Facts about Tibetan Blue Bear, "Scientific name for Blue Bear is Ursus arctos pruinosus". The Blue Bear is also called the Tibetan Bear, Tibetan Blue Bear, Himalayan Blue Bear, Tibetan Brown Bear, Himalayan Snow Bear, Horse Bear and Ursus arctos. In Tibetan, the Blue Bear is called dom gyamuk.
Related Species of Blue Bear
The Himalayan Blue Bear is a separate species from the Himalayan Black Bear, species name Selenarctos thibetanus laniger. The Himalayan Black Bear has black fur and a light brown muzzle. They are a little shorter than the Blue Bear. The Himalayan Blue Bear is also a separate species from the Ursus arctos isabellinus or Isabellinus or Himalayan Brown Bear. The Ursus arctos isabellinus or Himalayan Brown Bear, also known as the Himalayan Red Bear, is smaller than the Blue Bear and more reddish or tan in color.
Appearance of Tibetan Blue Bear
This Blue Bear is a cold-adapted version of the Asian Brown Bear. It may or may not be a subspecies of the Gobi Brown Bear. The face is usually reddish yellow. The adults have a ring of beige fur on the neck and chest. Young Tibetan Blue Bear are lighter in color than the adults.
The Blue Bear is rarely seen in the wild, and most of what is known about it comes from fur and bone samples. It was identified as a subspecies in 1854 from these remnants. It may or may not be extinct in the wild today.
Physical Characteristics Blue Bear
The Blue Bear receives its name for the white outer coat mixed with brown that results in a blue tint to its fur.
They grow to be six to seven feet (two meters) in length, one meter at the shoulder.
Cubs stay with the mother for at least a year. They reach sexual maturity at three to four years of age.
Behavior of Tibetan Blue Bear
The Yeti is regularly reported in snow fields and on high snowy peaks. Bears rarely venture this high except in search of mates or in times of food scarcity.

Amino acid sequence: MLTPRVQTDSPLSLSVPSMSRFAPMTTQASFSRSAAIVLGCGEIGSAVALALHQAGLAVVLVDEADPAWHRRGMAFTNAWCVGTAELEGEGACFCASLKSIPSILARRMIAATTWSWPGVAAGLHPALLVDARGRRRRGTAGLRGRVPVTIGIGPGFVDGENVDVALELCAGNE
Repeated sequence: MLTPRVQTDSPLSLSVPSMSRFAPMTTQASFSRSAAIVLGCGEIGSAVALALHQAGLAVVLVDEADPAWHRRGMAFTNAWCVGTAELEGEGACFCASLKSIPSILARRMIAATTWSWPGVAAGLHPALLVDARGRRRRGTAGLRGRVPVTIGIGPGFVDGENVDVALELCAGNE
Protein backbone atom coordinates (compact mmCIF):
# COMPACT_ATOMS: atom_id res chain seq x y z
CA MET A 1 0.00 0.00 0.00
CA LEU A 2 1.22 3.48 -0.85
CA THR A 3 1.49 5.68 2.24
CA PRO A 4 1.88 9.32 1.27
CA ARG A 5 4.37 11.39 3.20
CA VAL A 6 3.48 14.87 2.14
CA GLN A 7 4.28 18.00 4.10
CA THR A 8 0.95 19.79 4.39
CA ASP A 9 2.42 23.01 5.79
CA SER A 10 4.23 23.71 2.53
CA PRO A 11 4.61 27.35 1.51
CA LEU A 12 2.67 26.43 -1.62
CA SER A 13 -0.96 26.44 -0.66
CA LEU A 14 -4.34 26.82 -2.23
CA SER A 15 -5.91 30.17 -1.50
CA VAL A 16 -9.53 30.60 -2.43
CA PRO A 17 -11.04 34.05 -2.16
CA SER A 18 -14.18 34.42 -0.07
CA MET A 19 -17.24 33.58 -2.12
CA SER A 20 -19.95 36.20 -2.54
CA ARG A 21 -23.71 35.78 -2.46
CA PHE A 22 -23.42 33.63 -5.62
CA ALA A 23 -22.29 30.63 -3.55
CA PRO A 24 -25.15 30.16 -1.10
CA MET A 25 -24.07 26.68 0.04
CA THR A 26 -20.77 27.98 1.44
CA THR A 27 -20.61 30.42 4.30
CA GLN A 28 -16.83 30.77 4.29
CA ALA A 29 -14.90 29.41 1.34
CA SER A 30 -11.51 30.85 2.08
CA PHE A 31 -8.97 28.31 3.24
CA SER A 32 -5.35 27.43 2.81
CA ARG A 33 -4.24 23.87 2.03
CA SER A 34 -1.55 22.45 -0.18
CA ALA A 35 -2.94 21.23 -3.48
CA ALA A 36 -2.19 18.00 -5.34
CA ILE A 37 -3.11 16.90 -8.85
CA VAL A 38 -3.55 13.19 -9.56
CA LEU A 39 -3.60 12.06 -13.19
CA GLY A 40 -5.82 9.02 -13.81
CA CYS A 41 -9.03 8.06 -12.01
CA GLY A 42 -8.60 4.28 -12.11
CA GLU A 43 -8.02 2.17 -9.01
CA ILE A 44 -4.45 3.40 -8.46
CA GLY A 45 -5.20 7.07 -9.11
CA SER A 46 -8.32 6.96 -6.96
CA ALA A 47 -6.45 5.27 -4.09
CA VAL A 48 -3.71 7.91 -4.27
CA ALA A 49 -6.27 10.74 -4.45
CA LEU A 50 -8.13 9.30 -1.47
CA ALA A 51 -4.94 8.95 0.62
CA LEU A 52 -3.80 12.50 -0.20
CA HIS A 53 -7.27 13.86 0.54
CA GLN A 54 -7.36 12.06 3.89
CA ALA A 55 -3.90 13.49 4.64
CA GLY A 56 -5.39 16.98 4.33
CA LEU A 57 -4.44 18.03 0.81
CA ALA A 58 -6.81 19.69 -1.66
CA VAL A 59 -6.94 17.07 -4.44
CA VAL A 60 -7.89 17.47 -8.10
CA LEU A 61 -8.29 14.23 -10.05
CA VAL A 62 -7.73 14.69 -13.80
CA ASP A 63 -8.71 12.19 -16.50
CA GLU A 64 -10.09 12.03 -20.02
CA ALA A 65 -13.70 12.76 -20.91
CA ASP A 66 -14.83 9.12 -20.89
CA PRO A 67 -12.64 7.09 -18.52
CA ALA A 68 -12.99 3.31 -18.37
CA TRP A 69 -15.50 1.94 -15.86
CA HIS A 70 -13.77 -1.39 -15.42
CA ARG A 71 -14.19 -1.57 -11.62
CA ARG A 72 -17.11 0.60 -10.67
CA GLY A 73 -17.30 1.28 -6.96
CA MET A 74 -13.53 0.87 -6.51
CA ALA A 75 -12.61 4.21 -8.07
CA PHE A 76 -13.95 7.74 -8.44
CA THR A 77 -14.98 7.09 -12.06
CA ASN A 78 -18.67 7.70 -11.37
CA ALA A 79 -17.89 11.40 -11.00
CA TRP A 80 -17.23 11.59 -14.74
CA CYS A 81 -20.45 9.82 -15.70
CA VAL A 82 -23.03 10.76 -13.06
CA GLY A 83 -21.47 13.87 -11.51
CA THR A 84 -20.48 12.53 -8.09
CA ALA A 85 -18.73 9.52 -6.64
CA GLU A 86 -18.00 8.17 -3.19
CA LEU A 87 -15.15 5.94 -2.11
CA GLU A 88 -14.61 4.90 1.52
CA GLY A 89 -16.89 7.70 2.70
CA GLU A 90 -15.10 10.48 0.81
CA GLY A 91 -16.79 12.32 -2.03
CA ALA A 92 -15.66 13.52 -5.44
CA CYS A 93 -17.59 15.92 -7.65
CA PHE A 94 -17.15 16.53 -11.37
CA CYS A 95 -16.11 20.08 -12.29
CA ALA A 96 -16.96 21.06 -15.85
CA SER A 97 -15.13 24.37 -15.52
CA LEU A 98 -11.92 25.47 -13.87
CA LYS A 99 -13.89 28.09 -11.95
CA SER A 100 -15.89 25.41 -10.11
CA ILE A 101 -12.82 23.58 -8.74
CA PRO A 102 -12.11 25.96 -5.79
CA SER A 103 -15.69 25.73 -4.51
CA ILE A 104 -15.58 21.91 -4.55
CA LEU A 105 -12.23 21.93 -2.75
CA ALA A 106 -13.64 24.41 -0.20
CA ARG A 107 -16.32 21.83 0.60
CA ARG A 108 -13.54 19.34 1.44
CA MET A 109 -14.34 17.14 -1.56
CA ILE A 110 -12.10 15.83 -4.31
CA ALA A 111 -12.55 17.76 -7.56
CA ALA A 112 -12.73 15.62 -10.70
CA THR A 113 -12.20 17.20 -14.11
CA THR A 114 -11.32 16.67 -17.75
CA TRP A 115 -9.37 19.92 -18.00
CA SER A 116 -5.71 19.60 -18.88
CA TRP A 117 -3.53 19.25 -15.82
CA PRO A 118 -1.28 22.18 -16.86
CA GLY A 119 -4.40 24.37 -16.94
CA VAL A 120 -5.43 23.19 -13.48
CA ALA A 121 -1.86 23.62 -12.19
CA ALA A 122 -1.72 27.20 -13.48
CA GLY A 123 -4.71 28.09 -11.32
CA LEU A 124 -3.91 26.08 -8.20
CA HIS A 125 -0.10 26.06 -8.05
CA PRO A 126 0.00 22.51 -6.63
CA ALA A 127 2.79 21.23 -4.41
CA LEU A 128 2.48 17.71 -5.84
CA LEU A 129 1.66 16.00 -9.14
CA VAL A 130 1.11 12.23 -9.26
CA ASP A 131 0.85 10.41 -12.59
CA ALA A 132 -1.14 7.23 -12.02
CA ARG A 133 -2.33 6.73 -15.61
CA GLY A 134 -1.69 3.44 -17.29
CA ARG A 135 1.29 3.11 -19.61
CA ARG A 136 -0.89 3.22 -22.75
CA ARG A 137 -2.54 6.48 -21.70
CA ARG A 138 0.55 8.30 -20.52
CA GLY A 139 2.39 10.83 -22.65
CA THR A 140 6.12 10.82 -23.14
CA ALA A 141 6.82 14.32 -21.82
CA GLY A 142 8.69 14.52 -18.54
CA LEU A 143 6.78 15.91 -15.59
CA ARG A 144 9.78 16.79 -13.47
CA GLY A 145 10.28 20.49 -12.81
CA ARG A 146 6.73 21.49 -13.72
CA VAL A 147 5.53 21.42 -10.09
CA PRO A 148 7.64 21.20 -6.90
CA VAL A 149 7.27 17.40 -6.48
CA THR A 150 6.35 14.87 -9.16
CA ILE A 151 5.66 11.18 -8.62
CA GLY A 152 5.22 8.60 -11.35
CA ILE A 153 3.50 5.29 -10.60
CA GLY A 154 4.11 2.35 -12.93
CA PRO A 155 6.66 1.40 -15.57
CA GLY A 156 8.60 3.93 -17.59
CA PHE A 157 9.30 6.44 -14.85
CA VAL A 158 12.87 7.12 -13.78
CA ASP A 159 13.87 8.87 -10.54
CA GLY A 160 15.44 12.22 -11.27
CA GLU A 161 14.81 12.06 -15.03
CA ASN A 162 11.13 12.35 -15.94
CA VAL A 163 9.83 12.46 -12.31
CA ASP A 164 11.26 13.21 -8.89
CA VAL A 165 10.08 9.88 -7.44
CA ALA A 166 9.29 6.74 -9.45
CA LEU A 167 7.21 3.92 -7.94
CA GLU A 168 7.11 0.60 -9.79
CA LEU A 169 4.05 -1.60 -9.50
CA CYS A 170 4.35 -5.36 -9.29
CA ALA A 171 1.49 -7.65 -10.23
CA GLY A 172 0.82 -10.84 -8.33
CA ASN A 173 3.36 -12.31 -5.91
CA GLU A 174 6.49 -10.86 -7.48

All of the Himalayan Bears are diurnal. The Tibetan Blue Bear are most active around sunrise and sunset, but many have shifted to nocturnal activity to avoid predation by humans. The Blue Bear eat pretty much anything, from nuts, fruit, honey, insects, and roots. The Blue Bear will attack livestock like sheep, goats, and cattle if their natural foods are lacking. They primarily only attack humans if their cubs are threatened.
They hibernate through the winter, with mothers giving birth while hibernating.
Habitat Blue Bear
It is native to the western part of the Himalayas. It is found in eastern Tibet’s mountains, western China, Nepal, and sometimes in Bhutan. It tends to live near the tree line at high altitudes.
Trivia about Blue Bear
The Blue Bear may actually be the inspiration for the story of the Yeti. For example, Sir Edmund Hillary’s 1960 expedition for the Yeti brought back scraps of fur that were identified later as belonging to the Blue Bear.
The Blue Bear is considered highly endangered, as is the Gobi Bear. The Blue Bear’s greatest threat is not hunters seeking food and pelts but the bear’s bile for use in Chinese medicine.
Trade blue bear products is prohibited by the Convention on International Trade in Endangered Species or CITES.